A resigned sigh is the adults’ response to this week’s announcement that air travelers should continue to wear face masks amid the ongoing COVID-19 pandemic.
What’s Unwelcome: Titled Belly. Continuing concealment is a minor inconvenience as travelers return for leisure and business, especially for the short trips that domestic flights involve. Just treat her like an adult. Any complaint should be placed in the overhead bin next to carry-on baggage rather than being thrown at the flight crew.
On Wednesday, federal officials announced a two-week extension of mask requirements for travelers on “planes, trains and transit hubs.” This requirement was previously set to expire on Monday but will remain in place at least until May 3.
As much as everyone wants this pandemic to end, it clearly isn’t. A reasonably continuous mask requirement reflects this fact, although a two-week extension may be overly optimistic.
As of this week, an average of more than 500 Americans still die each day after contracting the COVID virus, according to the New York Times COVID tracker. That’s down 26% from the past 14 days, but it’s a shocking number nonetheless.
Comparing the number of current COVID deaths with those from a recent severe flu season offers a frightening perspective. The influenza virus often arrives with winter weather. In the 2017-2018 flu season, an estimated 61,000 Americans died after contracting the virus, far more than any year in that decade.
This amounts to 167 deaths per day on average. Now consider the same stats for COVID: 533 deaths per day. COVID may now be a familiar enemy as the pandemic enters its third year, but it remains a serious health threat.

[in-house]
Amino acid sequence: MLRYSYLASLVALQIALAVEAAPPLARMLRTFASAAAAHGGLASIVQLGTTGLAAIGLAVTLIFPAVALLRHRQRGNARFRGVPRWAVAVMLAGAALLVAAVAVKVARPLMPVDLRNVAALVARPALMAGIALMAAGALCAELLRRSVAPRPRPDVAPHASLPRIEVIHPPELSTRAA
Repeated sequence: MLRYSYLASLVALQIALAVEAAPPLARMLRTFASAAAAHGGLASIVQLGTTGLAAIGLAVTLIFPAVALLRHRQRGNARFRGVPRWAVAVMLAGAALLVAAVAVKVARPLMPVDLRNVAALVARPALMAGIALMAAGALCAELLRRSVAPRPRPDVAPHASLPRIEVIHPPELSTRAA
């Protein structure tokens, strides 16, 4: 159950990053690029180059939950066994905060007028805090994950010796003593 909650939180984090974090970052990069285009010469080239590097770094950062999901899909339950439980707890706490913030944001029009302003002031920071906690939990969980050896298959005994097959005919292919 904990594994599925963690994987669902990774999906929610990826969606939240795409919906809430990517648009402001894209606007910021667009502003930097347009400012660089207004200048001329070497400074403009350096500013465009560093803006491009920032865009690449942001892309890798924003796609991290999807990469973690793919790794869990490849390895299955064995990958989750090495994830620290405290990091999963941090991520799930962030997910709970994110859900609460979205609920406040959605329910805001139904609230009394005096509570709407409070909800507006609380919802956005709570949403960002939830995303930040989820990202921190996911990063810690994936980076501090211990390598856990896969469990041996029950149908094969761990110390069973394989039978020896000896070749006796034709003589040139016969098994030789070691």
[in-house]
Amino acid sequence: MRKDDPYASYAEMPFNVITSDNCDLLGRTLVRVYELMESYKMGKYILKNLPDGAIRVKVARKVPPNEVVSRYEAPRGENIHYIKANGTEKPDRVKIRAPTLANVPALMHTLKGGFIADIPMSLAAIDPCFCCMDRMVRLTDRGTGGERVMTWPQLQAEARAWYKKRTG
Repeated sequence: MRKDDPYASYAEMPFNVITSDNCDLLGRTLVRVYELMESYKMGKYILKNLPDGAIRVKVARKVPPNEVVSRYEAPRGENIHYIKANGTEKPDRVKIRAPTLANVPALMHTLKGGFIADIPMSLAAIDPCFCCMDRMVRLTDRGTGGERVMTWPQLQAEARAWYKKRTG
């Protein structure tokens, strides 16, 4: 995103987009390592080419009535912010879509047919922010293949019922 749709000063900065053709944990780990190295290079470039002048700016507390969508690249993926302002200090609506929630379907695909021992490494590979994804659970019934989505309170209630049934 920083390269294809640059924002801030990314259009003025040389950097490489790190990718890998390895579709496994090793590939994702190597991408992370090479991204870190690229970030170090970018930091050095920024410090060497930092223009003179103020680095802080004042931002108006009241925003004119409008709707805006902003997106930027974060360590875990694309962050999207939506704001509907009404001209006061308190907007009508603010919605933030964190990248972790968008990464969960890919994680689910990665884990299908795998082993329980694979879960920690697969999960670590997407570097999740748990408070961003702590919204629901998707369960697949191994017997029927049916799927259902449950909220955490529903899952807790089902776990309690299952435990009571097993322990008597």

News reports from the UK confirm this. New, more transmissible COVID variants are being traded. Cases in the UK rose in mid-March. Staff injuries contributed to flight disruptions and airport security backups.
What happens in Britain often presages a COVID cycle in the United States. Philadelphia announced this week that it will restore indoor mask requirements with cases at low but rising levels. Another red flag: The COVID outbreak affected US House Speaker Nancy Pelosi and others who attended a recent high-profile dinner in Washington, D.C.
Leaving the mask requirement in place for travelers, especially air travelers, is a reasonable and directed alternative to reintroducing broader mitigation measures. People from all over the world are sitting enclosed on planes, on waterways, and at gates. Then it is soon distributed in the community. These conditions can turn a regional outbreak into a global threat.
Other objections to be rejected:
- Airplanes filter the air. TRUE. But the filtration process may not be effective at the aisle, ticket counter or baggage cart. By now, the risks of relying on a single solution against COVID should be clear. A multi-layered approach is vital. This includes filters but also vaccinations, masks, and good hygiene.
- But I am grafted. The vaccine is indeed the most powerful weapon against the coronavirus, but its effectiveness against infection can wane over time or against variants, even as it continues to protect against severe disease. The vaccine is also not yet available for travelers 5 years old or younger. Masks help protect them and those who are immunocompromised.
- I heard masks don’t work. Nothing is 100% effective, but masks can significantly reduce the spread of COVID. One large recent study involved 1.1 million students in nine states. It found that schools where masking was mandatory “during a delta wave had approximately 72% fewer cases of SARS-CoV-2 transmission within the school than schools with optional or partial masking policies.”
There is worrying evidence also accumulating about the ongoing consequences of COVID. In February, the prestigious Nature magazine reported that “heart disease is on the rise after COVID – even with a mild case”. A large study published in the same journal in late March found that COVID infection can increase the risk of developing diabetes for up to a year afterward.
Masking protects you and protects those around you. Extending mask requirements for air travelers – at least temporarily – was the right call.